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Benefit changes drive increase in homelessness from rented housing

Wednesday 21 November 2018

New resarch by the Policy Evauation and Research Unit, commissioned by the Residentail Landlords Association, is released today. It finds that changes to the benefit system are behind the decade-long increase in homelessness from private rented housing. Specifically a key driver of homelessness from the private rented sector has been introduction in 2008 of the Local Housing Allowance (LHA), as a way of calculating Housing Benefit payments for low income households.

There is evidence, both from the PERU research and from other sources, that the gap between LHA rates and actual rents has increased in recent years, and is expected to continue to increase in the future. A quarter of landlords surveyed in this research reported that this gap was more than £100 per month.

The research team found that the LHA has a ‘double whammy’ effect that is driving homelessness because (a) tenants in receipt of Housing Benefit are more likely other tenants to have their tenancy ended by their landlord; and (b) these households are finding it increasingly difficult to find suitable, affordable accommodation in the private rented sector.

The report also highlights that in a large majority of cases where tenants are asked to leave their properties under Section 21 notices, there is a clear reason. Half of the notices are used where tenants have rent arrears, are committing anti-social behaviour or damage to the property. Other most common reasons include the landlord needing to take back possession of a property for sale or refurbishment.  The report authors argue that this “raises questions” about whether the use of Section 21 notices can properly be described as ‘no fault’ evictions. They call for further research to be undertaken on how and why landlords use Section 21 notices.

The report calls for a review of the design and operation of the LHA and calls on councils to develop strategies to work with private landlords to encourage the supply of private rented homes at LHA rates.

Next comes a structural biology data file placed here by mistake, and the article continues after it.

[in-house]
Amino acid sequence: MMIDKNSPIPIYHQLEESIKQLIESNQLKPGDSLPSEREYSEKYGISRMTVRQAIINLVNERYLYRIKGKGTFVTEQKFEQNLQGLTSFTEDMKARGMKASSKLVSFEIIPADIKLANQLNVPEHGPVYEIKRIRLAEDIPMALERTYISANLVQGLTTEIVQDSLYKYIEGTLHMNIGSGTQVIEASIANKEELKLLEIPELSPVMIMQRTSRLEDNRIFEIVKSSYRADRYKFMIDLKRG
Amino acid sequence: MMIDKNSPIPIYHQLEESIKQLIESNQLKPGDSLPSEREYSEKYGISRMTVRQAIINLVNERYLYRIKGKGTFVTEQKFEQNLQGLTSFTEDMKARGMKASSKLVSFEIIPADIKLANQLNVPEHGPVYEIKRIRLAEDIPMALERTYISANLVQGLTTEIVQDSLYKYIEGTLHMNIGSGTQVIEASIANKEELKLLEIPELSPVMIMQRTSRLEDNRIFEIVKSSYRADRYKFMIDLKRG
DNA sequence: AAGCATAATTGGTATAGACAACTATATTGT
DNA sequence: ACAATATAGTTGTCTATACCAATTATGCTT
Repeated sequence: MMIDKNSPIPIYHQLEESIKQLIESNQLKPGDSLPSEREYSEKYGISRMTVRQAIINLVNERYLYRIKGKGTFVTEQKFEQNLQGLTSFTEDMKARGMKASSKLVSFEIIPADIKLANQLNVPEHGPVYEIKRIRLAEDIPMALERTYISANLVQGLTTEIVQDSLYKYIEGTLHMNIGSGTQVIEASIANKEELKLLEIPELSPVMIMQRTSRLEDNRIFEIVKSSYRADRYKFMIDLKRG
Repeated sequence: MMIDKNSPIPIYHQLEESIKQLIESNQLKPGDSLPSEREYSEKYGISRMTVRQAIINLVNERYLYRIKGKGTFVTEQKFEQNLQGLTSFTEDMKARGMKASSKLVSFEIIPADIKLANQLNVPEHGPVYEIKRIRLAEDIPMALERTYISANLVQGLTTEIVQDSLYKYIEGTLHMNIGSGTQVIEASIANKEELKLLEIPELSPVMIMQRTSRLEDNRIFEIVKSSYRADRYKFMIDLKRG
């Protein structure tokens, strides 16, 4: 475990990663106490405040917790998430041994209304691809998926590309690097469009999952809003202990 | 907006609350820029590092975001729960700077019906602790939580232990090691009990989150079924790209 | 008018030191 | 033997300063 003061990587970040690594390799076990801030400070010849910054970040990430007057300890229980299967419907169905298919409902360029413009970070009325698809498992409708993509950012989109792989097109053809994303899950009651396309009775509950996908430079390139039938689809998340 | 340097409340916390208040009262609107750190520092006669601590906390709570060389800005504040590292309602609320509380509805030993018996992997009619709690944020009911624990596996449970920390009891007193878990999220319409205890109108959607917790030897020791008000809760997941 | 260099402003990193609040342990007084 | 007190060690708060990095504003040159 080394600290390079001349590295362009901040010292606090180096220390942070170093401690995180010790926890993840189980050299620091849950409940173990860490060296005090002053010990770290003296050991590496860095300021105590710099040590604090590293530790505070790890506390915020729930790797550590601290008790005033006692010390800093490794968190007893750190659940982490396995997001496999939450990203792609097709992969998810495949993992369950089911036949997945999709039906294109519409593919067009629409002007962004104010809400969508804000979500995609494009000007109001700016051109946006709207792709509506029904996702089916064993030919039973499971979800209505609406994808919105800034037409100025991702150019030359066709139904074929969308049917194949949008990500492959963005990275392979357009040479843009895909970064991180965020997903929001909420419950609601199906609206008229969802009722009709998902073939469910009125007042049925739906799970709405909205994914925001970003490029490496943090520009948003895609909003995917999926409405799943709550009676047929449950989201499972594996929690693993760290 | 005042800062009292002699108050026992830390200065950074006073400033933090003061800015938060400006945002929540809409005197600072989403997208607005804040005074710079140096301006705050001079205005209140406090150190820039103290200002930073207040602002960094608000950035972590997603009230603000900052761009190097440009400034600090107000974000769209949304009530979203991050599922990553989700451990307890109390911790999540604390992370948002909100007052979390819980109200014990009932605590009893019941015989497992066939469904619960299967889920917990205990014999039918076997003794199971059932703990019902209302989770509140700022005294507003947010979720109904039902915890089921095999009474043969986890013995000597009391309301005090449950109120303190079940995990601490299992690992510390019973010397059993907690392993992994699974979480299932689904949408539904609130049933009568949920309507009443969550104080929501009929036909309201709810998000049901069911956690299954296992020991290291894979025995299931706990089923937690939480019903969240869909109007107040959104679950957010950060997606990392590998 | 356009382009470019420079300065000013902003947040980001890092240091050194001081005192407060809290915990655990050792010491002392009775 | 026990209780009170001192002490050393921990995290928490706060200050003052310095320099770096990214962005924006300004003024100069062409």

Commenting on the report, Dr Chris O’Leary, Deputy Director for the Policy Evaluation and Research Unit at Manchester Metropolitan University and a co-author of the report said:

“Whilst current debate is focused on changes to the way that landlords reclaim possession of a property, this does not tackle reasons why they need to do so.

“With the demand for rented housing remaining high, our report calls for co-operation between councils, landlords and the Government to support and sustain tenancies. This includes ensuring that benefits reflect the realities of today’s rents and work is undertaken to prevent rent arrears building in the first place.”

David Smith, Policy Director for the RLA said:

“This report put paid to the idea that landlords spend their time looking for creative ways to evict their tenants. Most landlords ask their tenants to leave to protect their property. It would be a bizarre business model indeed to search for ways to get rid of your customers.

“The private rented sector can play a key role not just in housing the homeless but preventing people becoming homeless in the first place. Action is needed on a number of fronts to boost the supply of homes to rent to meet demand and reform the benefits and the court system to give confidence to both tenants and landlords.”

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